From the very beginnings of the codification of the canons of the Eastern Churches, the constant will of the Roman Pontiffs has been to promulgate two Codes: one for the Latin Church, the other for the Eastern Churches.  This demonstrates very clearly that they  wanted to preserve that which has in God’s providence had taken place in the Church: that the Church, gathered by the one Spirit breathes, as it were, with the two lungs of East and West, and burns with the love of Christ, having one heart, as it were, with two ventricles.

        The firm and unwavering intention of the supreme legislator in the Church is likewise clear regarding the faithful preservation and accurate observance of all of the Eastern rites derived from the above-mentioned five traditions, expressed in the Code again and again with their own norms.

        This is also evident in the various forms of the hierarchical constitution of the Eastern Churches: the patriarchal churches are preeminent among these, in which the patriarchs and synods are sharers in the supreme authority of the Church by canon law.  With these forms, delineated in their own title at the opening of the Code, there is immediately evident both the appearance of each and every Eastern Church as it has been sanctioned by canon law and their autonomous status, as well as their full communion with the Roman Pontiff, the successor of Saint Peter, who, presiding over the whole assembly of charity, safeguards legitimate diversity and, at the same time, keeps watch that individuality serves unity rather than harming it (cf. const. Lumen gentium, n. 13).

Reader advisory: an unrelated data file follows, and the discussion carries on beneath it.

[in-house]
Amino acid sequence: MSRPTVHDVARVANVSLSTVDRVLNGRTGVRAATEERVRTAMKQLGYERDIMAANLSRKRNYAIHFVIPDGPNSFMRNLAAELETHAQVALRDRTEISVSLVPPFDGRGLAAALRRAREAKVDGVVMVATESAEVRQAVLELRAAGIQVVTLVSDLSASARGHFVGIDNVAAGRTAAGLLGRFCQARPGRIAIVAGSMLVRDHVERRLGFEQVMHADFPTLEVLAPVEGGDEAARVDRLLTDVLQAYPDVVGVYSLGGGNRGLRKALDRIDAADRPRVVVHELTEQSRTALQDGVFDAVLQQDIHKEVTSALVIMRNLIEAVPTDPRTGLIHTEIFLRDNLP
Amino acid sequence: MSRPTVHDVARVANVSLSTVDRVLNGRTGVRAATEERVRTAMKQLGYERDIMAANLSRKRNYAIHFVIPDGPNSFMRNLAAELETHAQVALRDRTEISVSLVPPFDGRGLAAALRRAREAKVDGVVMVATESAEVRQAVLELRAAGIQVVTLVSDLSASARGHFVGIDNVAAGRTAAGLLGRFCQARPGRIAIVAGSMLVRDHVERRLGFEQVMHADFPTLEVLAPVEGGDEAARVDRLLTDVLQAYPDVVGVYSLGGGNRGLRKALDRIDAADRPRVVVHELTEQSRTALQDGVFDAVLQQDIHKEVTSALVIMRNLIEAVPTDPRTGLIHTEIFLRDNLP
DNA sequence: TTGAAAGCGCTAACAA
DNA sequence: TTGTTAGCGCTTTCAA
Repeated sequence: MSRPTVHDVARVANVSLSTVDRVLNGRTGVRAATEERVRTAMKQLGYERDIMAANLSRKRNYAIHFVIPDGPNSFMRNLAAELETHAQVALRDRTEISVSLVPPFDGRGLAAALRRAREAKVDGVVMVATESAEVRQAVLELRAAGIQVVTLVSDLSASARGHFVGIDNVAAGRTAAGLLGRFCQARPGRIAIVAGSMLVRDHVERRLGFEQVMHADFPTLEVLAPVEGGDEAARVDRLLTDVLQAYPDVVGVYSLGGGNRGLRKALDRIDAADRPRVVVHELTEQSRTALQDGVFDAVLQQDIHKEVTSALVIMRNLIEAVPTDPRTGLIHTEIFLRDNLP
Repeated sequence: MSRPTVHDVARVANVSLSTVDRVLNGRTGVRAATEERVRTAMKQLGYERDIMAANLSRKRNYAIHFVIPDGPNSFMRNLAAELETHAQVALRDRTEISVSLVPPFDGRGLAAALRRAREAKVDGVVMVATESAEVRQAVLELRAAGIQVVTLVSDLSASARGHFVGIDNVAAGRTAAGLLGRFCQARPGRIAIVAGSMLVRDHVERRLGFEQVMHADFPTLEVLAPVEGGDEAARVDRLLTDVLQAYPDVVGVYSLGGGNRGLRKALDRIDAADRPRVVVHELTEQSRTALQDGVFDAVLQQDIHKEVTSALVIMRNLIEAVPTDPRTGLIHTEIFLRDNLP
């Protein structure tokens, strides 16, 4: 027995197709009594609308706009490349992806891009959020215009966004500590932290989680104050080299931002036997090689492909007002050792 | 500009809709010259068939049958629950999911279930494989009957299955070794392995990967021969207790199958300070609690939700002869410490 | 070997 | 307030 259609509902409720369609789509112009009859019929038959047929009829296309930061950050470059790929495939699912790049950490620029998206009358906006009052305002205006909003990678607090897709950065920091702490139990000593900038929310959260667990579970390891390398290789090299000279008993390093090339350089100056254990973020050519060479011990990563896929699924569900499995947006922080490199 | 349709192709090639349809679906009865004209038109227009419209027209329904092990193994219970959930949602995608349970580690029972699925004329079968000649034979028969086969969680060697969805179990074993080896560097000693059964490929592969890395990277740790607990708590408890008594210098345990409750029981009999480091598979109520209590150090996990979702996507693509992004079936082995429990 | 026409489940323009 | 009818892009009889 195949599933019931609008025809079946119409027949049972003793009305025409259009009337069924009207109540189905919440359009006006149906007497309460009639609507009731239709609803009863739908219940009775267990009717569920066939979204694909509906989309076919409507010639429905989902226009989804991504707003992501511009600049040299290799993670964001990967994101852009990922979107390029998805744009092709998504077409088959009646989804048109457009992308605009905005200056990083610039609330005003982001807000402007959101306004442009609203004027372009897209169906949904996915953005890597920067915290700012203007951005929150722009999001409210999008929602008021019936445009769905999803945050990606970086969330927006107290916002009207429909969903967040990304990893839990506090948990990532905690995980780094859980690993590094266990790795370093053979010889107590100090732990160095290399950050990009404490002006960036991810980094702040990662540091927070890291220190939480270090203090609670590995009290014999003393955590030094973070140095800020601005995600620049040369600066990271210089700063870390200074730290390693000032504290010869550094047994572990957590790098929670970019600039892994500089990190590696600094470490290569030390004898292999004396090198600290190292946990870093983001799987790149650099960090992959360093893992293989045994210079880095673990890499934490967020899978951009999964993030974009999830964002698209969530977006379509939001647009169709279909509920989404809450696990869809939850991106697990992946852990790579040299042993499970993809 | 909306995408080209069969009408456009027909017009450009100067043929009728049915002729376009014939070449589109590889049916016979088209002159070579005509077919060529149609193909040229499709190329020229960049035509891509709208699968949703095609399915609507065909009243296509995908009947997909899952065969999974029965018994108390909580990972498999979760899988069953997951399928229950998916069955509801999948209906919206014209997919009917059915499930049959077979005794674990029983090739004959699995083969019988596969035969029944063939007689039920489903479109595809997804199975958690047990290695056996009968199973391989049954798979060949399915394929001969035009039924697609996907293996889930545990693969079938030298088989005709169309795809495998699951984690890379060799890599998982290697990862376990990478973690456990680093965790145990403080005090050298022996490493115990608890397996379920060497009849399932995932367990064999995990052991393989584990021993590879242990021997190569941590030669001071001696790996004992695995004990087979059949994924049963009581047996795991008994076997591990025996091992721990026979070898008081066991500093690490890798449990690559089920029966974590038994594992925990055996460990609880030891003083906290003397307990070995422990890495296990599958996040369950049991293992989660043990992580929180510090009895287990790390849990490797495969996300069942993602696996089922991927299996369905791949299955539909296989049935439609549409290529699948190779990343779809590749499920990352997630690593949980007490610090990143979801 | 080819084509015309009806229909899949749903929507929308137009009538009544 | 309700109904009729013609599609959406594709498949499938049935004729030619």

Furthermore, in this area full attention should be given to all those things that this Code entrusts to the particular law of individual Churches sui iuris, which are not considered necessary to the common good of all of the Eastern Churches.  Our intention regarding these things is that those who enjoy legislative power in each of the churches should take counsel as soon as possible for particular norms, keeping in mind the traditions of their own rite and the precepts of the Second Vatican Council.

        The faithful protection of the rites must clearly be in conformity with the ultimate goal of all  the laws of the Church, which is set forth in the economy of the salvation of souls.  Therefore, this Code has not accepted anything that has lapsed or was superfluous in previous legislation, or that is not suited to the region or the necessity of the times.  But in establishing new laws those things were uppermost in our mind which really responded in the best way to the desired economy of the salvation of souls in the richness of the life of the Eastern Churches, while displaying a coherence and agreement with sound tradition.  This was set out, according to the direction of our predecessor Paul VI, at the beginning of the work of revising the Code: “new norms should appear not, at it were, as a foreign body intruded into an ecclesiastical structure, but like a spontaneous blossoming from already existing norms” (AAS 66 [1974] 246).

        These things become splendidly clear from the Second Vatican Council, since that Council “brought forth from the treasury of tradition what is old and what is new” (ap. const. Sacrae disciplinae leges, AAS 75 [1983] Part II, XII), by carrying over into newness of life the tradition from the Apostles, through the Fathers, everywhere integral to the message of the gospel.